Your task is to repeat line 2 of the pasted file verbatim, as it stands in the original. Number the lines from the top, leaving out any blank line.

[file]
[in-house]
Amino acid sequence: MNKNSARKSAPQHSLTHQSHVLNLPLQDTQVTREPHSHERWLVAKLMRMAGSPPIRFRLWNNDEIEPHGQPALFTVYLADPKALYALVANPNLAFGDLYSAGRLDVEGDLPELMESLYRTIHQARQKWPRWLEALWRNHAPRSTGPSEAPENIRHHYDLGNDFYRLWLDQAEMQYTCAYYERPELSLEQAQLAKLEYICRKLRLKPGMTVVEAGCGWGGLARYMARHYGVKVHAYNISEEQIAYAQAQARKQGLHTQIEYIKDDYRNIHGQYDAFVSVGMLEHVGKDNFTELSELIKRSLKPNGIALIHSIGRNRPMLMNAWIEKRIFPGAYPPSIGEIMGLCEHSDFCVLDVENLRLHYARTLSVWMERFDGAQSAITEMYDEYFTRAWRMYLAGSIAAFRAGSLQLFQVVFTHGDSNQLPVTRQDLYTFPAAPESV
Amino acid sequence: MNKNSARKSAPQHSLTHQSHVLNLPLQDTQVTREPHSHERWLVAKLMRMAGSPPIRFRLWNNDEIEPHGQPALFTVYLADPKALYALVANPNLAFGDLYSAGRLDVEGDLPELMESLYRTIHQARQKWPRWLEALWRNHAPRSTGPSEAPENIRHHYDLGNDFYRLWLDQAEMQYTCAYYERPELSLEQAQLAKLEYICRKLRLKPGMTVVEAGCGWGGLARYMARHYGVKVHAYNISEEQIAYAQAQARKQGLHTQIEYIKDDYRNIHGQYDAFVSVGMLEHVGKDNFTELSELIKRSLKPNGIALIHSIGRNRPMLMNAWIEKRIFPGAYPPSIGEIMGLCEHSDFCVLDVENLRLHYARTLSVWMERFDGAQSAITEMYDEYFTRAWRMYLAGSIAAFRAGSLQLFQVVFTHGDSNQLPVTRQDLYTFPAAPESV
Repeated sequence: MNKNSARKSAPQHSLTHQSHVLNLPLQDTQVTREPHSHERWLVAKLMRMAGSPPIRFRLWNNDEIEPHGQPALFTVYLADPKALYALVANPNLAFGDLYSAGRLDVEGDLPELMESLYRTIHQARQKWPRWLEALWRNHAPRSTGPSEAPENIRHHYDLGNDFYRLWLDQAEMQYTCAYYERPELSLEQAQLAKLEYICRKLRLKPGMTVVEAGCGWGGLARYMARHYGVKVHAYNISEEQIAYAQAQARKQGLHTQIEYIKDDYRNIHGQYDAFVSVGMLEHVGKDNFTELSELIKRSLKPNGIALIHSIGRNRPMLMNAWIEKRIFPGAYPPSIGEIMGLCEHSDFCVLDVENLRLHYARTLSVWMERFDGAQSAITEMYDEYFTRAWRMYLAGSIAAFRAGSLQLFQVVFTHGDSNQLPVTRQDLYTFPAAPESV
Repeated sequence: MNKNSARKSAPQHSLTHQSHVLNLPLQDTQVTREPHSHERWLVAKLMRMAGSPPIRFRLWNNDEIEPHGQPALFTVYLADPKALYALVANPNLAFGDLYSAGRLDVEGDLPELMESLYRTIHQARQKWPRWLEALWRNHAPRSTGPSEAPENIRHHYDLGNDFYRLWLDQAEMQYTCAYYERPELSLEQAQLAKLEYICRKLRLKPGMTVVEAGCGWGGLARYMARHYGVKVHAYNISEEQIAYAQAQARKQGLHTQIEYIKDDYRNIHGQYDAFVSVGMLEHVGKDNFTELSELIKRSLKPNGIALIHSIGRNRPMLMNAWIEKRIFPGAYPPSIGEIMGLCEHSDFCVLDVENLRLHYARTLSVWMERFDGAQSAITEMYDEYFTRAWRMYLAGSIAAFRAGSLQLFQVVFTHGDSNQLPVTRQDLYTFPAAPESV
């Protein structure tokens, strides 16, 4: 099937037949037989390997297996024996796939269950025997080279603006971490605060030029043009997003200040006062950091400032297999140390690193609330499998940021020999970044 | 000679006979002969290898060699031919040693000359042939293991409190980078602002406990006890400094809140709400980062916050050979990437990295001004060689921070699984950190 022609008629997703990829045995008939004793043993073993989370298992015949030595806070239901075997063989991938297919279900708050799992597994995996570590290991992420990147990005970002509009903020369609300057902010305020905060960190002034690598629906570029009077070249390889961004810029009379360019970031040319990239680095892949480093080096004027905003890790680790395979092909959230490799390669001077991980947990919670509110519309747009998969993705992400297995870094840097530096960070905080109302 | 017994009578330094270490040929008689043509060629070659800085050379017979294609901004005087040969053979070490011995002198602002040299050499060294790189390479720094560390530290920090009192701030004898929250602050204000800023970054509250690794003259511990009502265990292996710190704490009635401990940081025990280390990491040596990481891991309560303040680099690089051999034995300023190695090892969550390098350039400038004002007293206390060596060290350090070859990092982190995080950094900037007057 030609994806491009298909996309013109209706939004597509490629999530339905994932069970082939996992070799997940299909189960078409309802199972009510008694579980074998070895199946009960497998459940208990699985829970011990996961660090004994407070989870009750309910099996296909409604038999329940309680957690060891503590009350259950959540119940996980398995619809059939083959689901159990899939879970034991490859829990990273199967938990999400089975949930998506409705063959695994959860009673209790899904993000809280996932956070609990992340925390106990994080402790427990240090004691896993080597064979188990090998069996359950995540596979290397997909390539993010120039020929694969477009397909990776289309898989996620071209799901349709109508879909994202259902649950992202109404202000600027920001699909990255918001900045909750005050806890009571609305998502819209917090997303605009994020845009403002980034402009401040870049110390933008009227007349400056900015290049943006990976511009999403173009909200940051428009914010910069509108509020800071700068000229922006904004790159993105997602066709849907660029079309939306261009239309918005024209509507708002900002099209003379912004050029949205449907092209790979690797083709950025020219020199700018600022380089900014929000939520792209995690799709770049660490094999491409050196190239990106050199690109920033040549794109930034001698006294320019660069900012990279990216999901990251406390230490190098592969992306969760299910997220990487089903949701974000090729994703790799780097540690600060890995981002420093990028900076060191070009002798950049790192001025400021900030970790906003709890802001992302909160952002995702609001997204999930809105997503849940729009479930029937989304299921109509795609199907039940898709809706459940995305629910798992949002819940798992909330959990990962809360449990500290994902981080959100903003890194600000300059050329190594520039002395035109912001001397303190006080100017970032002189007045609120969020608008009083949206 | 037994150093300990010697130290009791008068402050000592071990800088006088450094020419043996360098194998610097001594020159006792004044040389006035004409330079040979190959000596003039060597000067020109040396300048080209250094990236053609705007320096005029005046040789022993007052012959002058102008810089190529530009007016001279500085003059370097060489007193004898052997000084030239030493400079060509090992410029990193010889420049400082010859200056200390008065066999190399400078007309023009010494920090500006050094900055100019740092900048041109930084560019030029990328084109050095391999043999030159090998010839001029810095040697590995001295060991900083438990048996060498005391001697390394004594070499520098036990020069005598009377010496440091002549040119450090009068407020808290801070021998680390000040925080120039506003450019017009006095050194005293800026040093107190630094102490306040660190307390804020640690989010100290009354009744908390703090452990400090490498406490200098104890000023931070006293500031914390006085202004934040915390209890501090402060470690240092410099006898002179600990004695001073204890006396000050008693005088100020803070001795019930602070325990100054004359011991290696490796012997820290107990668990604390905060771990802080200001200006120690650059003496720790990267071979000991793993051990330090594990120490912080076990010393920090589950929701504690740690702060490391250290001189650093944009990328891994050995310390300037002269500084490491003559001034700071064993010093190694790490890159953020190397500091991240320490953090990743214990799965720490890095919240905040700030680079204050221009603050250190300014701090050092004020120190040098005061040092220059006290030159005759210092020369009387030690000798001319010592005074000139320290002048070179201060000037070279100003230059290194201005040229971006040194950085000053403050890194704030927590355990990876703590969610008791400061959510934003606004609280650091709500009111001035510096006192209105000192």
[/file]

Amino acid sequence: MNKNSARKSAPQHSLTHQSHVLNLPLQDTQVTREPHSHERWLVAKLMRMAGSPPIRFRLWNNDEIEPHGQPALFTVYLADPKALYALVANPNLAFGDLYSAGRLDVEGDLPELMESLYRTIHQARQKWPRWLEALWRNHAPRSTGPSEAPENIRHHYDLGNDFYRLWLDQAEMQYTCAYYERPELSLEQAQLAKLEYICRKLRLKPGMTVVEAGCGWGGLARYMARHYGVKVHAYNISEEQIAYAQAQARKQGLHTQIEYIKDDYRNIHGQYDAFVSVGMLEHVGKDNFTELSELIKRSLKPNGIALIHSIGRNRPMLMNAWIEKRIFPGAYPPSIGEIMGLCEHSDFCVLDVENLRLHYARTLSVWMERFDGAQSAITEMYDEYFTRAWRMYLAGSIAAFRAGSLQLFQVVFTHGDSNQLPVTRQDLYTFPAAPESV